The Good and Bad of Industry Consolidation

The past several years has seen consolidation occur in many industries: airlines, banking, and department stores just to name three. Many forces lead to the consolidation of firms in an industry: high costs, plateauing demand, and overcapacity are frequent drivers of consolidation. In many cases, mergers among firms in an industry is seen as the best option for long-term profitability and ultimately, survival.

The candy industry recently experienced consolidation among its members. Iconic gum marketer Wrigley has agreed to be acquired by candy marketer Mars, which has the backing of Warren Buffett's Berkshire Hathaway. The merger creates an industry giant that will give the combined companies more resources to compete than either one could on its own.

So, who should be worried when consolidation like the Wrigley-Mars deal occurs? All of the smaller players in an industry. Small firms do not have the economies of scope that a Mars-Wrigley would have. It is almost impossible to compete on price; the distribution and selling efficiences a large firm enjoys are almost impossible to replicate in smaller businesses. Value must be added in other ways: superior product features or benefits, unique user experience, or outstanding customer service. There is always a market for firms that can excel in these ways.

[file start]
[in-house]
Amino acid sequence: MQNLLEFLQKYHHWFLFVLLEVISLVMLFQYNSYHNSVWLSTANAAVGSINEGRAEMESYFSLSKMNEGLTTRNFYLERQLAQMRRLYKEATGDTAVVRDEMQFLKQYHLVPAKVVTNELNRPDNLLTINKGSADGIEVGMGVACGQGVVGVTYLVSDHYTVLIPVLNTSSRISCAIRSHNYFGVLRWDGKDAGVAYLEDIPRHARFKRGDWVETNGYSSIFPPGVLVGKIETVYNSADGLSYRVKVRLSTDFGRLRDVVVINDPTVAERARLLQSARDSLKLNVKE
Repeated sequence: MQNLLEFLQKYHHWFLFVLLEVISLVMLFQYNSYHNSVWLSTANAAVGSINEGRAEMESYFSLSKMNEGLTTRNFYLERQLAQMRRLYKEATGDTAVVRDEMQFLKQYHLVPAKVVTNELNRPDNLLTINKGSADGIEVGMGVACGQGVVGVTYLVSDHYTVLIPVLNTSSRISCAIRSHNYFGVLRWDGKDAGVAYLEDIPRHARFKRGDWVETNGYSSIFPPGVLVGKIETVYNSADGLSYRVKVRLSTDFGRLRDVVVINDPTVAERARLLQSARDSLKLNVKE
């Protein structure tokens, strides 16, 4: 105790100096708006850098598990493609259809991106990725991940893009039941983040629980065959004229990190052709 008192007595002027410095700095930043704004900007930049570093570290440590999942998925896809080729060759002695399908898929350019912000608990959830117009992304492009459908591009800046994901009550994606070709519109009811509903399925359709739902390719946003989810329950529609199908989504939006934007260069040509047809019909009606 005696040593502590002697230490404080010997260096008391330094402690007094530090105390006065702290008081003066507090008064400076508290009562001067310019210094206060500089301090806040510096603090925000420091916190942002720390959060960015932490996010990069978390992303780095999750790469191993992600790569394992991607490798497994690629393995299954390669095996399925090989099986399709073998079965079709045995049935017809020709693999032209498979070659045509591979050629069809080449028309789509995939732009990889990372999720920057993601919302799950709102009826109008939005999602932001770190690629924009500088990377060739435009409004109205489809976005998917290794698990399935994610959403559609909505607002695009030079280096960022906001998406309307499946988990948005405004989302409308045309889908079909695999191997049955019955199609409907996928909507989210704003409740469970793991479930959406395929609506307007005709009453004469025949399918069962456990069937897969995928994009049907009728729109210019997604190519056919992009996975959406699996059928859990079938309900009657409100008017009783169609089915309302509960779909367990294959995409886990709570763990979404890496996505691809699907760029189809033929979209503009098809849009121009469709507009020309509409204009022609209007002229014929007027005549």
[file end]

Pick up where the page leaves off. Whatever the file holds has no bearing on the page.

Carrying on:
Link: Brandweek "Small Candy Makers not Sweet on Consolidation"